1- Scone Palace - Scone Palace near Perth, Perthshire, Scotland is the original home of the Stone of Destiny and the site of the coronations of the Kings of Scots. One of the top visitor attractions in Scotland
2- Blair Castle – Internationally renowned Scotland home of the Atholl Highlanders. Well worth the 40 minute drive.Scottish castles have always had an enduring appeal for visitors, and Blair Castle is no exception, with plenty to see and do for all the family. Hosts the Blair Horse rials annually in August
3- Glamis Castle - Glamis Castle is the childhood home of The Queen Mother and the legendary setting of Shakespeare¹s play 'Macbeth'. It is known as one of the most haunted castles in Britain.
4- House of Bruar - Situated in rural Perthshire ten miles north of Pitlochry, The House of Bruar boasts some of Scotland’s finest produce, clothing and rural artwork. Within our our walls you’ll find items ranging from traditional Scottish tweed tocashmere jumpers and food hampers.
6- Visit Pitlochry - One of the town's best-loved attractions is the Pitlochry Dam and Fish Ladder. Here salmon negotiate the specially constructed ladder allowing them to bypass Pitlochry Dam into the man-made Loch Faskally. The Pitlochry Festival Theatre lies on the banks of the River Tummel and is internationally renowned for its fine repertoire of drama and comedy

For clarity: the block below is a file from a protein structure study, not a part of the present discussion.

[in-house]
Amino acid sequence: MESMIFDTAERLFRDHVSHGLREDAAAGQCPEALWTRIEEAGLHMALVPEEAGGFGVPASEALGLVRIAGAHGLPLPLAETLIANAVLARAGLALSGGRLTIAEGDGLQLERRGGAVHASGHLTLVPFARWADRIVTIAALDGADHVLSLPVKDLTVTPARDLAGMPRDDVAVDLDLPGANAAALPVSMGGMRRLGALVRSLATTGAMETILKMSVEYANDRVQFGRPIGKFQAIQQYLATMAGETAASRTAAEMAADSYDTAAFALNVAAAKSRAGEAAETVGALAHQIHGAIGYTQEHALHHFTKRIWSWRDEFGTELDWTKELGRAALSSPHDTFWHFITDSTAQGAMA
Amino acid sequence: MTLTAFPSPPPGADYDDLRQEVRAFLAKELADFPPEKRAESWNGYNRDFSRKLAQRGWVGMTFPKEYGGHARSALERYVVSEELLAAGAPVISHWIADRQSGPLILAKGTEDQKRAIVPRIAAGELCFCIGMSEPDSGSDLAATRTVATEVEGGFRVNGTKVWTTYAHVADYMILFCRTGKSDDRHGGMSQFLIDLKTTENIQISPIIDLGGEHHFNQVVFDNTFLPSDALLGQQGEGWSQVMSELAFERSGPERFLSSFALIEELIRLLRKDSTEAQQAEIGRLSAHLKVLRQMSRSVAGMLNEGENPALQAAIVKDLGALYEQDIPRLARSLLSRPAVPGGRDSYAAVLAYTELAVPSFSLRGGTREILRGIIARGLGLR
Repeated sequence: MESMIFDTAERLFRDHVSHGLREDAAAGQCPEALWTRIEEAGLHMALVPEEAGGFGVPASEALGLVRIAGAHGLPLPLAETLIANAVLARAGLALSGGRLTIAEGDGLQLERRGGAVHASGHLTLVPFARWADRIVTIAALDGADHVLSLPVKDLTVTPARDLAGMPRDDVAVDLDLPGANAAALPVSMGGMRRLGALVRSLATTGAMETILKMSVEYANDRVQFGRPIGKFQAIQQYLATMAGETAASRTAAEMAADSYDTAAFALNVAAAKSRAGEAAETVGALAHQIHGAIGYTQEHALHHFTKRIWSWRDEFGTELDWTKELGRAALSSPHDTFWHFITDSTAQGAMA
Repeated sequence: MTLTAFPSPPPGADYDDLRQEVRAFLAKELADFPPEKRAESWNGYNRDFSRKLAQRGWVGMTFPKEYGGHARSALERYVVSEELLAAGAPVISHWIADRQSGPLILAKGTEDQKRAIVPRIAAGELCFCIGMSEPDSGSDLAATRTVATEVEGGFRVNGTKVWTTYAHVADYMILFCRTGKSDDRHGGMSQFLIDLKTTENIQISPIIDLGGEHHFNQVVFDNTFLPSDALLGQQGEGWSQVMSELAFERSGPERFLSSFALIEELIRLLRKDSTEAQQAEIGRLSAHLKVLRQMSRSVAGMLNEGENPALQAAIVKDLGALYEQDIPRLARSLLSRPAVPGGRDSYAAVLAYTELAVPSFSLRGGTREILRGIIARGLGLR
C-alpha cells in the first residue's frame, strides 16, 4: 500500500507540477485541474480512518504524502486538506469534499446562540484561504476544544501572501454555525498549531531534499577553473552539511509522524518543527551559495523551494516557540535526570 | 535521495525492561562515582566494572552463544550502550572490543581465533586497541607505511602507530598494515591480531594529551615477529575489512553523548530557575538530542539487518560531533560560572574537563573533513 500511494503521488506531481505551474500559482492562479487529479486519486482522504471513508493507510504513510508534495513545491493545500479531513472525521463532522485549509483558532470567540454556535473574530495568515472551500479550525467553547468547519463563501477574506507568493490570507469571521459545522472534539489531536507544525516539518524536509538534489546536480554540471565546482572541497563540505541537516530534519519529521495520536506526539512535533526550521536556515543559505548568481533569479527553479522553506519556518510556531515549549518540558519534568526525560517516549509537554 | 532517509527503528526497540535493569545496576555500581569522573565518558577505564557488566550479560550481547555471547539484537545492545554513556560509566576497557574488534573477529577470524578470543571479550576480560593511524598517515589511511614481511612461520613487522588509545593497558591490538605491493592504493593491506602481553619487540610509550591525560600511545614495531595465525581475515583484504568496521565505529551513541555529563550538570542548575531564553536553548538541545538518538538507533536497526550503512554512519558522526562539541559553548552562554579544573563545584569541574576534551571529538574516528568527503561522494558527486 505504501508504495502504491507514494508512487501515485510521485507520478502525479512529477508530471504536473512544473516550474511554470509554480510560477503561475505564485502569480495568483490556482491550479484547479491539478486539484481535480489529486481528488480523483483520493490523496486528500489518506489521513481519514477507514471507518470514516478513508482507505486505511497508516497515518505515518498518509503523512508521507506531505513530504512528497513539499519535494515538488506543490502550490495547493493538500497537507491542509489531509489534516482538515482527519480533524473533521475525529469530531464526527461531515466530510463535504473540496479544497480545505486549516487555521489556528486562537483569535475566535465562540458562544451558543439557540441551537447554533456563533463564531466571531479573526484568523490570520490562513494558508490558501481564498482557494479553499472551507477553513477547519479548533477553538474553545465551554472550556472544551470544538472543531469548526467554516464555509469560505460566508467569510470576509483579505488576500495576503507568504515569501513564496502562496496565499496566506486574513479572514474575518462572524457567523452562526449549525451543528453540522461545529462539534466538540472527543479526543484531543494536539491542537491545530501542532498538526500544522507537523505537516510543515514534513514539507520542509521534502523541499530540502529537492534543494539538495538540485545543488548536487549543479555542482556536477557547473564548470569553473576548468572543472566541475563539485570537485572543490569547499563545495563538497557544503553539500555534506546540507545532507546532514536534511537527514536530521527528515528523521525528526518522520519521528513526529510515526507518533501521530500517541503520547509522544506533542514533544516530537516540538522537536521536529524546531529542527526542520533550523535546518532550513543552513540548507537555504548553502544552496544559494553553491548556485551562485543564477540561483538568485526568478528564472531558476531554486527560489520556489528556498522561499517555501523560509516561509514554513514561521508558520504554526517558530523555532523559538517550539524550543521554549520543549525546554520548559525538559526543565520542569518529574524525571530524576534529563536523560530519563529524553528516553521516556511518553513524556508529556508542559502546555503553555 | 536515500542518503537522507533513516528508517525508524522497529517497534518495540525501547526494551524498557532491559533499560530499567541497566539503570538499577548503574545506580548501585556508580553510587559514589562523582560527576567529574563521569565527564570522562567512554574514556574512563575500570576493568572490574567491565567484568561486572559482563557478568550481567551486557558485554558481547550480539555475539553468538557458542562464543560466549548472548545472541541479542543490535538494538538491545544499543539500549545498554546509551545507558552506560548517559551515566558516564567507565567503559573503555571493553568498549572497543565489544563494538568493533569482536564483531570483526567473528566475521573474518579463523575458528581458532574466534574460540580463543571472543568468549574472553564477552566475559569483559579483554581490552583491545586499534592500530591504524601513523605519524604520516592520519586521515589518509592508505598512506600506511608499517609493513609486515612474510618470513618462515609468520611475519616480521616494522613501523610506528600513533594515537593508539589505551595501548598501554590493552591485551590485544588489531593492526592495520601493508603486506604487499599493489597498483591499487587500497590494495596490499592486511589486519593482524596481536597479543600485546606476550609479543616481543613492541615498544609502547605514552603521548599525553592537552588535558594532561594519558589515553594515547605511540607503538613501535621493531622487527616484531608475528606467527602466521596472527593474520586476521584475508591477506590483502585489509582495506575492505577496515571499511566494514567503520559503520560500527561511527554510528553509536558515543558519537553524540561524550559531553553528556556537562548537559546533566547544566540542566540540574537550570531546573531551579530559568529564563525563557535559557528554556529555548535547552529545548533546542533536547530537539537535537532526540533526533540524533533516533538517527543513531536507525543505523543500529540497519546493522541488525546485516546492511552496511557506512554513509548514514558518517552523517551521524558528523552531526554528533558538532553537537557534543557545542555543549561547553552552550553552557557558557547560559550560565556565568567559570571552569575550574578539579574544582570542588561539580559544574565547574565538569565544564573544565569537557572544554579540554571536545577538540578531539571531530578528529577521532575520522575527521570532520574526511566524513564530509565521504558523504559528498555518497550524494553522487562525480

7- Visit Dewars World of Whisky - Whisky connoisseurs will enjoy a visit to Dewar's World of Whisky and Distillery at Aberfeldy, the home of the Single Malt at the heart of the award-winning Dewar's White Label. Visitors can explore one of the greatest brands of Scotch whisky ever created in an innovative and interactive five star exhibition that educates and entertains
8- Loch Tay and The Scottish Crannog Centre - The Scottish Crannog Centre features a unique reconstruction of an early Iron Age loch-dwelling, built by the Scottish Trust for Underwater Archaeology. This authentic recreation is based on the excavation evidence from the 2,600 year old site of 'Oakbank Crannog', one of the 18 crannogs preserved in Loch Tay, Scotland.
9- The Hermitage - a gift to the 2nd Duke of Atholl from his nephew in the 18th century and it is now owned by the National Trust for Scotland. There is a mile-long walk along the River Braan which runs through ancient woodland to a folly built in 1758 called Ossian’s Hall, which is close to Ossian’s Cave. There is a waterfall, gorge and little bridge, all of which superbly reflects the late 18th century taste for the picturesque.
10- Queens View - One of the outstanding beauty spots in all of Scotland is the Queen’s View where a panorama of lake and mountain scenery stretches westwards as far as the Glen Coe hills, on clear days.